The lack of one-size-fits-all solutions makes scalability a challenge. Industrial processes and sectors vary greatly in their needs, including temperature requirements and industrial applications. Cleaner fuel availability is often limited: the sun shines more intensely in some places, geothermal solutions aren’t possible everywhere, while animal and food wastes are far from where they may be needed for fuel and expensive to pipe or transport.

Market and policy barriers have made it difficult to close the price gap between renewable thermal and fossil fuels, thereby slowing adoption of renewable thermal technologies. Large energy buyers struggle with general lack of information about these technologies, and the financing tools for underwriting the cost are inadequate. The relatively immature marketplace for renewable thermal energy solutions also lacks tools like the Renewable Energy Certificates (RECs), which played a key role in developing a market for buying and renewable electricity. RECs enabled companies, government agencies and even individuals to buy, sell and trade units of “renewable electricity” in a way that is both credible and traceable, enabling huge investments and a robust marketplace.

Tackling these barriers are long overdue. Yet, no one organization can solve them alone. This was the impetus behind the Renewable Thermal Collaborative (RTC), a unique buyer-led coalition of major commercial and industrial thermal energy users and solution providers who joined together in 2017 to take this head-on challenge.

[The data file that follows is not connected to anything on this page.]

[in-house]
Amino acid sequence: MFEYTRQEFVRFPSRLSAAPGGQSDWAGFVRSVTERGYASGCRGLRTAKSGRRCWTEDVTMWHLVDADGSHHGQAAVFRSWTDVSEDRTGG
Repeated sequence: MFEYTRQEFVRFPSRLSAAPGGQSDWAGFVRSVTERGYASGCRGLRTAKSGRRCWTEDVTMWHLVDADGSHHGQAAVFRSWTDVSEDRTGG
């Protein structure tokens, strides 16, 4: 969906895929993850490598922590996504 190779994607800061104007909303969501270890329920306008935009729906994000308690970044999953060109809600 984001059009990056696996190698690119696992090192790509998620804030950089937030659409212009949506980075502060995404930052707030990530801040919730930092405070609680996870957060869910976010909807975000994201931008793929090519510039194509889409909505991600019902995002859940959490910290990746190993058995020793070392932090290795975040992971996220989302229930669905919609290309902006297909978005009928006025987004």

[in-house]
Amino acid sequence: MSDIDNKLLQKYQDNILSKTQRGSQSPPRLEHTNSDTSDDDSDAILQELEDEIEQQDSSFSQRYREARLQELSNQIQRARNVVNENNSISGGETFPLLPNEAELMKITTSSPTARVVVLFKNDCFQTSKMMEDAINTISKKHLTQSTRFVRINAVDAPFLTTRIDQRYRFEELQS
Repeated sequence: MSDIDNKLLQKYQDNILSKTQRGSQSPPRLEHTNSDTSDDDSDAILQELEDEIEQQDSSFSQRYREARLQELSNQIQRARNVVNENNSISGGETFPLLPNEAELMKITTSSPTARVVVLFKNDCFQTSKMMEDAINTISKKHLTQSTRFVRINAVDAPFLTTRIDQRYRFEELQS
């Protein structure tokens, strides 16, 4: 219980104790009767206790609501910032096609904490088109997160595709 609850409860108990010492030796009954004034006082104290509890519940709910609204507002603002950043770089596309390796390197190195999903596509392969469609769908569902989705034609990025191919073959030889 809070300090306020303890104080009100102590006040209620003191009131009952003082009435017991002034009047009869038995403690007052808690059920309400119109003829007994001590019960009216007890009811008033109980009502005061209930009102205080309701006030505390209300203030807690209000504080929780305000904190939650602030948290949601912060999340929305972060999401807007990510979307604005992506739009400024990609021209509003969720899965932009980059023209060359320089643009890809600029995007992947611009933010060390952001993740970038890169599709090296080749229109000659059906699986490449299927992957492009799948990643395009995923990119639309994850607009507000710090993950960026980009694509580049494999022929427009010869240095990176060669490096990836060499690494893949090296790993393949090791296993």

These energy buyers and solution providers are building a community to drive change and work with policymakers — to go further and faster, together. Members are learning from one another to better understand how to transition to renewables, speed technological advancements and support policies that promote the adoption of renewable thermal solutions.

The RTC has set an ambitious goal of increasing renewable thermal energy use by 150 percent by 2030 — and in so doing, slash industrial thermal energy emissions by 30 percent. It’s a bold goal, and success will depend in part on federal government action. Right now, the renewable thermal energy marketplace lacks the policy incentives that proved to be so critical in accelerating the deployment of renewable electricity. These successful policy incentives included tax credits, standards, research, development and deployment programs and more. Renewable thermal energy solutions need a similar array of incentives to help reduce technology costs, unlock investment and accelerate deployment.

Drawing on this successful playbook, Congress should make renewable thermal technologies eligible for a 30 percent investment tax credit. These technologies would include green hydrogen, beneficial electrification, biogas (including landfill gas), renewable natural gas, solar thermal and thermal storage. In addition, Congress should increase funding for the Department of Energy to expand research, development, demonstration and deployment (RDD&D) programs and support partnerships with the private sector to accelerate low-carbon renewable thermal technology development.

Only with robust national policy can we affect the kind of meaningful, lasting change needed to solve the thermal energy challenge and reinvest in US manufacturing at the scale it deserves. The US business community is engaged on this issue. Now it’s time for Congress to do its part in ensuring the US meets its climate goals and remains globally competitive.

Marty Spitzer is World Wildlife Fund’s (WWF) senior director of climate and renewable energy.

Leave a Comment

Your email address will not be published.